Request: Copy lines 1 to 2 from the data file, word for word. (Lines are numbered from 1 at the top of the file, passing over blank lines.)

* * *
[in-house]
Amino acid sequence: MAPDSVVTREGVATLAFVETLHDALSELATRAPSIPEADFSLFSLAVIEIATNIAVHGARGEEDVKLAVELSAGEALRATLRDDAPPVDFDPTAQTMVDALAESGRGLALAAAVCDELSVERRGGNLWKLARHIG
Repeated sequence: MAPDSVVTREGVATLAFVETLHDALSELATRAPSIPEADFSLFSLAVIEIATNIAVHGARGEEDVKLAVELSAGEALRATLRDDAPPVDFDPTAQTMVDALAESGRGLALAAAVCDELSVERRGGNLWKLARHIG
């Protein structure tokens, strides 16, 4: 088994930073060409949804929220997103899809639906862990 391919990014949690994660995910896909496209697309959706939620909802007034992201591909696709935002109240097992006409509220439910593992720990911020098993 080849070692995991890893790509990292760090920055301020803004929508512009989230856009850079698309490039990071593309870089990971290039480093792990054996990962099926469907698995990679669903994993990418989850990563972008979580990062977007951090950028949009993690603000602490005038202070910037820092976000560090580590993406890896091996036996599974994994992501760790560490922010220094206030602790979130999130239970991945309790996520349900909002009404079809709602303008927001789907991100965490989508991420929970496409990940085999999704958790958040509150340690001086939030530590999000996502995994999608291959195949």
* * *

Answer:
[in-house]
Amino acid sequence: MAPDSVVTREGVATLAFVETLHDALSELATRAPSIPEADFSLFSLAVIEIATNIAVHGARGEEDVKLAVELSAGEALRATLRDDAPPVDFDPTAQTMVDALAESGRGLALAAAVCDELSVERRGGNLWKLARHIG